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Credit spread variability in U.S. business cycles: The Great Moderation versus the Great Recession

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  • Hylton Hollander and Guangling Liu

Abstract

This paper establishes the prevailing financial factors that influence credit spread variability, and its impact on the U.S. business cycle over the Great Moderation and Great Recession periods. To do so, we develop a dynamic general equilibrium framework with a central role of financial intermediation and equity assets. Over the Great Moderation and Great Recession periods, we find an important role for bank market power (sticky rate adjustments and loan rate markups) on credit spread variability in the U.S. business cycle. Equity prices exacerbate movements in credit spreads through the financial accelerator channel, but cannot be regarded as a main driving force of credit spread variability. Both the financial accelerator and bank capital channels play a significant role in propagating the movements of credit spreads. We observe a remarkable decline in the influence of technology and monetary policy shocks over three recession periods. From the demand-side of the credit market, the influence of LTV shocks has declined since the 1990-91 recession, while the bank capital requirement shock exacerbates and prolongs credit spread variability over the 2007-09 recession period. Across the three recession periods, there is an increasing trend in the contribution of loan markup shocks to the variability of retail credit spreads.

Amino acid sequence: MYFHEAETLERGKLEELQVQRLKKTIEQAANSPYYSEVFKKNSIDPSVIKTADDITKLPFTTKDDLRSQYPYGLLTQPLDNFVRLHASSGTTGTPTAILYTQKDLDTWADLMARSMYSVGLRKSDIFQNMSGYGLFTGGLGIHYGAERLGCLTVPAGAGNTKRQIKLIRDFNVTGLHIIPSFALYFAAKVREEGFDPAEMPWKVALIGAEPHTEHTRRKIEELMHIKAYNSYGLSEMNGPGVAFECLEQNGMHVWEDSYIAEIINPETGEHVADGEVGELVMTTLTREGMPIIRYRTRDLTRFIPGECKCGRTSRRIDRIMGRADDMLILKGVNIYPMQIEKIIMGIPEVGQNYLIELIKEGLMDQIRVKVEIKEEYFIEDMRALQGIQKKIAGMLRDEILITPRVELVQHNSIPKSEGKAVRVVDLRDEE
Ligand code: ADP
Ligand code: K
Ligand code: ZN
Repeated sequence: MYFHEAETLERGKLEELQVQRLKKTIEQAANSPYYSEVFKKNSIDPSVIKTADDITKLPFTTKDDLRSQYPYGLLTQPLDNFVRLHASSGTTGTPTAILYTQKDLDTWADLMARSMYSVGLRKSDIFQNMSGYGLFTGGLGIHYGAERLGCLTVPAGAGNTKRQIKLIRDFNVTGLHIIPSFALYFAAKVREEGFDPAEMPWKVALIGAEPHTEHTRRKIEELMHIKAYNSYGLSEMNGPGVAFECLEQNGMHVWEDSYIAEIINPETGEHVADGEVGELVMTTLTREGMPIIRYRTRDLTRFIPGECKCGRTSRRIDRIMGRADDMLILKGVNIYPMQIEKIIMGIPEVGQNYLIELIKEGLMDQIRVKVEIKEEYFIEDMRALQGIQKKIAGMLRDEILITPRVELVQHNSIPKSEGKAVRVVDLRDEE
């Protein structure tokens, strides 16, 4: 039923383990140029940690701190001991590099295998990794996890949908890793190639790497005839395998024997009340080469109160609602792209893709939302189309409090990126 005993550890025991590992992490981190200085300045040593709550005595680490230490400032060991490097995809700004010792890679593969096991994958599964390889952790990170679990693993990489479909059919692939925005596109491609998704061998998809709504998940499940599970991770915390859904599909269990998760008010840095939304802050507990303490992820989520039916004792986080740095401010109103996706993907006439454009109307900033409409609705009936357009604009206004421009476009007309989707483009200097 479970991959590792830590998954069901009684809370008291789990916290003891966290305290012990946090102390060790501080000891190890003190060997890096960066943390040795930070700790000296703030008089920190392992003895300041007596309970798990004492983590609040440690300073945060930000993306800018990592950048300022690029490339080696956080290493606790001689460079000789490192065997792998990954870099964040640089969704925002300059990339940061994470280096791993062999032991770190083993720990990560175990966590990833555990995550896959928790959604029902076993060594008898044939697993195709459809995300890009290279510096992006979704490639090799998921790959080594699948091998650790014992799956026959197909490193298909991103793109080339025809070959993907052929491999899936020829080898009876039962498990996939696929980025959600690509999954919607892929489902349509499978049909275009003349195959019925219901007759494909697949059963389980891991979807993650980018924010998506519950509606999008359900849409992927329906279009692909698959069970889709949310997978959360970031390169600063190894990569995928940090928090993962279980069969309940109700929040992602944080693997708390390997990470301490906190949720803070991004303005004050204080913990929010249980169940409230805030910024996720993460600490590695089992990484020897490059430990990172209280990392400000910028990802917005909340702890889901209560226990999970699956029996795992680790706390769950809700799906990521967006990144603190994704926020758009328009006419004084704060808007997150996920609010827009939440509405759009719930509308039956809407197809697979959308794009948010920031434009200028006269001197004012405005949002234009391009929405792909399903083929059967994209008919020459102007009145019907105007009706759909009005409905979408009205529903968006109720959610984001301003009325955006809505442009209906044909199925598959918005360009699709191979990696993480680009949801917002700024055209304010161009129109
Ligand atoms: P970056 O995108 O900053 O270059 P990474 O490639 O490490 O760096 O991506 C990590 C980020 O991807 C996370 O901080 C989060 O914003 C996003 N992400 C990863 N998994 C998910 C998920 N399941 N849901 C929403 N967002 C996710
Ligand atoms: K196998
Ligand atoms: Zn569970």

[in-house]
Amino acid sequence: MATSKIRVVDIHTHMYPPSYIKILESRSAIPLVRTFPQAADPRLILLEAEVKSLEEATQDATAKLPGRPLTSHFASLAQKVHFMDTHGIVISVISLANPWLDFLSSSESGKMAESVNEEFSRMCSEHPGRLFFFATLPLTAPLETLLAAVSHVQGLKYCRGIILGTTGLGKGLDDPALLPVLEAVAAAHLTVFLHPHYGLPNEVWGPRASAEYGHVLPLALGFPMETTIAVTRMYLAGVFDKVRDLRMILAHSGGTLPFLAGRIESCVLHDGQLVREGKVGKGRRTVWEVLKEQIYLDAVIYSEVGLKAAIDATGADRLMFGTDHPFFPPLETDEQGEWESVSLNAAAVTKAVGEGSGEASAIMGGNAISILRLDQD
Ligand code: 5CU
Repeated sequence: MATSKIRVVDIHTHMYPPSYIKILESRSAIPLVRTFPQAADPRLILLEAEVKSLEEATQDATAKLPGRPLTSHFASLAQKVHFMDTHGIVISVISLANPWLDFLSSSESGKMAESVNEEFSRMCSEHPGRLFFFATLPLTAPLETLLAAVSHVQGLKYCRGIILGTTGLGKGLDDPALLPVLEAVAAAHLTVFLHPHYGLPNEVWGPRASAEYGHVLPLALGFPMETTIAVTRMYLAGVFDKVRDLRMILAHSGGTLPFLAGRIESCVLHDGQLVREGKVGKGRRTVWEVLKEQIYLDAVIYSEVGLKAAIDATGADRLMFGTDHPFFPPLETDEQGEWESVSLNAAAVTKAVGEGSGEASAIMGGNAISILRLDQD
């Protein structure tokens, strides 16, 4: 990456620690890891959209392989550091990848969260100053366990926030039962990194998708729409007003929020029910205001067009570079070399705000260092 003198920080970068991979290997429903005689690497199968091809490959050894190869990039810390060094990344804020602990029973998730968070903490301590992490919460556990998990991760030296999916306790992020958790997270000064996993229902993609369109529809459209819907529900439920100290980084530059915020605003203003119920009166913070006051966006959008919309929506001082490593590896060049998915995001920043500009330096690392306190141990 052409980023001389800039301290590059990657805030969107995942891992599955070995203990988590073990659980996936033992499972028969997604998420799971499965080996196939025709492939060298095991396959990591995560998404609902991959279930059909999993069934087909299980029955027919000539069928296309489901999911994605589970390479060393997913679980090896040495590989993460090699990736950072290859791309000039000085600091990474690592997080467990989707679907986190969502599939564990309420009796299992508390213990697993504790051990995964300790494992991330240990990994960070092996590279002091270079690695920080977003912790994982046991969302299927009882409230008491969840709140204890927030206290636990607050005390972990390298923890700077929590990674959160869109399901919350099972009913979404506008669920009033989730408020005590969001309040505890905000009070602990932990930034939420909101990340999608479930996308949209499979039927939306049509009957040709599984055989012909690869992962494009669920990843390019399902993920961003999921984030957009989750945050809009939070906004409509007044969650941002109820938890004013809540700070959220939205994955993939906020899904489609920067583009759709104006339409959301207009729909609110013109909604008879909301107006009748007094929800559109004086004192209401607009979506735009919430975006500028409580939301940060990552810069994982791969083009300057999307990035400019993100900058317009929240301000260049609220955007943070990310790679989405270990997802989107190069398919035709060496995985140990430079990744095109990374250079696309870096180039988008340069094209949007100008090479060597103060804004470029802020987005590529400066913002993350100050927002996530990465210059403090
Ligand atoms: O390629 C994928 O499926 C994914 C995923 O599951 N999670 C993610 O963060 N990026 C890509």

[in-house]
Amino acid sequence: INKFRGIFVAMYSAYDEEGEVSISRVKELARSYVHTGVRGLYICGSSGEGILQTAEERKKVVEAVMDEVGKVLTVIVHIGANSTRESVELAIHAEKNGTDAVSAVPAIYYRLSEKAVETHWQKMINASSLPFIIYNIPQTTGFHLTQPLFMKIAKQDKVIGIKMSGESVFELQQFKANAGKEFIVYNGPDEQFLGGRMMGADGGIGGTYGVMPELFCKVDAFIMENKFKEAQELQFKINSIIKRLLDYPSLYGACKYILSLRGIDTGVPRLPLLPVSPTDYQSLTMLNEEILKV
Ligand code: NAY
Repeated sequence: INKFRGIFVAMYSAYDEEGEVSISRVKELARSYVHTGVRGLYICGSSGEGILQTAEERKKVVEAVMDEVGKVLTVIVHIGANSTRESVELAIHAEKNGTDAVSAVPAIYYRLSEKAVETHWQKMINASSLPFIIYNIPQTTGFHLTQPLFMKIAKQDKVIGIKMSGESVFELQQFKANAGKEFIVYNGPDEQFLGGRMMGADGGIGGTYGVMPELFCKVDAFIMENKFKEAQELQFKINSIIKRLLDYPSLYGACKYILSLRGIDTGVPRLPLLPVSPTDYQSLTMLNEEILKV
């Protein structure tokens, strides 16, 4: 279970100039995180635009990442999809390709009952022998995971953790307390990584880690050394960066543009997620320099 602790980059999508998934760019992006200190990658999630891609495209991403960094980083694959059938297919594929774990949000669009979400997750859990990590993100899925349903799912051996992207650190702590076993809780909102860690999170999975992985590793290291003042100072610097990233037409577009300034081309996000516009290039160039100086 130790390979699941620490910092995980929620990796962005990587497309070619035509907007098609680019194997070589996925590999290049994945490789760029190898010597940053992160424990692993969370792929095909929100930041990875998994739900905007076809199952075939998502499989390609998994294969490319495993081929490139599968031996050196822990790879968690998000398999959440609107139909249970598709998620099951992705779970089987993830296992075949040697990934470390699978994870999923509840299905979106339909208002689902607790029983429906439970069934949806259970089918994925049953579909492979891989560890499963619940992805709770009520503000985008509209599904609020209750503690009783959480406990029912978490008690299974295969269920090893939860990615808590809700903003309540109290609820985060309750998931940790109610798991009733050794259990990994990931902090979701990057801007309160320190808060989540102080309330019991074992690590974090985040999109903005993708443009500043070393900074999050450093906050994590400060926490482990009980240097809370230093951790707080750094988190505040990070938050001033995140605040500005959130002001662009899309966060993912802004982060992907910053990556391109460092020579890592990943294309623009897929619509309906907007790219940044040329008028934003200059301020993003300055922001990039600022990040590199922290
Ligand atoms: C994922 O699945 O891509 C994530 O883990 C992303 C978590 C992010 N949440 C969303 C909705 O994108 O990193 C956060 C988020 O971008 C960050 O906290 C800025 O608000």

Suggested Citation

  • Hylton Hollander and Guangling Liu, 2014. "Credit spread variability in U.S. business cycles: The Great Moderation versus the Great Recession," Working Papers 454, Economic Research Southern Africa.
  • Handle: RePEc:rza:wpaper:454
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    Cited by:

    1. Hylton Hollander & Dawie van Lill, 2019. "A Review of the South African Reserve Bank’s Financial Stability Policies," Working Papers 11/2019, Stellenbosch University, Department of Economics.
    2. Silvio Contessi & Pierangelo De Pace & Massimo Guidolin, 2017. "Mildly Explosive Dynamics in U.S. Fixed Income Markets," Globalization Institute Working Papers 324, Federal Reserve Bank of Dallas, revised 04 Feb 2019.
    3. Rong-Xi Zhou & Ya-Hui Xiong & Tian-Hao Liu & Jing Li, 2019. "Macroeconomic Determinants of Credit Spreads: An Empirical Comparison between Chinese and American Corporate Bonds," Asian Economic and Financial Review, Asian Economic and Social Society, vol. 9(5), pages 604-616, May.

    More about this item

    Keywords

    Financial intermediation; credit spreads; financial frictions; Great Recession;

    JEL classification:

    • E32 - Macroeconomics and Monetary Economics - - Prices, Business Fluctuations, and Cycles - - - Business Fluctuations; Cycles
    • E43 - Macroeconomics and Monetary Economics - - Money and Interest Rates - - - Interest Rates: Determination, Term Structure, and Effects
    • E44 - Macroeconomics and Monetary Economics - - Money and Interest Rates - - - Financial Markets and the Macroeconomy
    • E51 - Macroeconomics and Monetary Economics - - Monetary Policy, Central Banking, and the Supply of Money and Credit - - - Money Supply; Credit; Money Multipliers
    • E52 - Macroeconomics and Monetary Economics - - Monetary Policy, Central Banking, and the Supply of Money and Credit - - - Monetary Policy

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